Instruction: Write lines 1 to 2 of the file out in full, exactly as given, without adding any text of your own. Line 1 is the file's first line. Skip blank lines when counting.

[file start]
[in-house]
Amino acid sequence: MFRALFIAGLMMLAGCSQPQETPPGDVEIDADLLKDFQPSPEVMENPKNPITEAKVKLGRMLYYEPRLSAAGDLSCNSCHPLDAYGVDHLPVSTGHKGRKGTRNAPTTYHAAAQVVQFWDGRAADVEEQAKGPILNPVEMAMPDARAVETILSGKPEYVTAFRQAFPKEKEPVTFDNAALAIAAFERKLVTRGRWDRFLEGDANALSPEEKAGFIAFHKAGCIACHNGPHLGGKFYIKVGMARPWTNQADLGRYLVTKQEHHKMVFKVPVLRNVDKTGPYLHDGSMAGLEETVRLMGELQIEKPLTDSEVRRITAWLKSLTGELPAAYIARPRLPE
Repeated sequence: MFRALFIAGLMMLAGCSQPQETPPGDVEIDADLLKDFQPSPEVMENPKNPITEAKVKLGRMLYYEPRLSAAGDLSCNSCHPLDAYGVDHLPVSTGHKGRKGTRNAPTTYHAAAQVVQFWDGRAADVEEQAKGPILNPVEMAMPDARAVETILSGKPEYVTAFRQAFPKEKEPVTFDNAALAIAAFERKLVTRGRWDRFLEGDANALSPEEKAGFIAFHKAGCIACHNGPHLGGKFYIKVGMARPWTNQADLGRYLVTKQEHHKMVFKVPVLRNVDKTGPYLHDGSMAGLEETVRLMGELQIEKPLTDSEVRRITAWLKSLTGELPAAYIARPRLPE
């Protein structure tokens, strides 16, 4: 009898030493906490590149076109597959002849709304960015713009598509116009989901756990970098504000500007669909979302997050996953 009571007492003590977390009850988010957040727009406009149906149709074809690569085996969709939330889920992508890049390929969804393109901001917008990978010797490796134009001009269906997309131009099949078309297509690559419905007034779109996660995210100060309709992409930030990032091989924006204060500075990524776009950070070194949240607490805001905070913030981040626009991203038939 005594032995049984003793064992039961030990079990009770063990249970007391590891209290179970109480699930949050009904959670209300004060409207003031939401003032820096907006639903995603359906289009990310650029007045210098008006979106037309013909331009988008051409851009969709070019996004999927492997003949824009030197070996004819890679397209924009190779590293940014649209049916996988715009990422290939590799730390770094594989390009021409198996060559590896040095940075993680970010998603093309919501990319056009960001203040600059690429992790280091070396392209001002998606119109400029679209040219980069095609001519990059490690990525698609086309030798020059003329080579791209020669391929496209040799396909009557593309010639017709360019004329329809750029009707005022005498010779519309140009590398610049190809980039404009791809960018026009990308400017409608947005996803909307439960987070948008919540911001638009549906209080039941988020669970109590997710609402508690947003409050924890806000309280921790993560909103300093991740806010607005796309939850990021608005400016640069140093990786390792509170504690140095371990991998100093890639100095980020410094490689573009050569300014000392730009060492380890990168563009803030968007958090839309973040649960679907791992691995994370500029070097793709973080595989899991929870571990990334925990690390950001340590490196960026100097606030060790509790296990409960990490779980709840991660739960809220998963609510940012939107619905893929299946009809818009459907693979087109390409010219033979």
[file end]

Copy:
[in-house]
Amino acid sequence: MFRALFIAGLMMLAGCSQPQETPPGDVEIDADLLKDFQPSPEVMENPKNPITEAKVKLGRMLYYEPRLSAAGDLSCNSCHPLDAYGVDHLPVSTGHKGRKGTRNAPTTYHAAAQVVQFWDGRAADVEEQAKGPILNPVEMAMPDARAVETILSGKPEYVTAFRQAFPKEKEPVTFDNAALAIAAFERKLVTRGRWDRFLEGDANALSPEEKAGFIAFHKAGCIACHNGPHLGGKFYIKVGMARPWTNQADLGRYLVTKQEHHKMVFKVPVLRNVDKTGPYLHDGSMAGLEETVRLMGELQIEKPLTDSEVRRITAWLKSLTGELPAAYIARPRLPE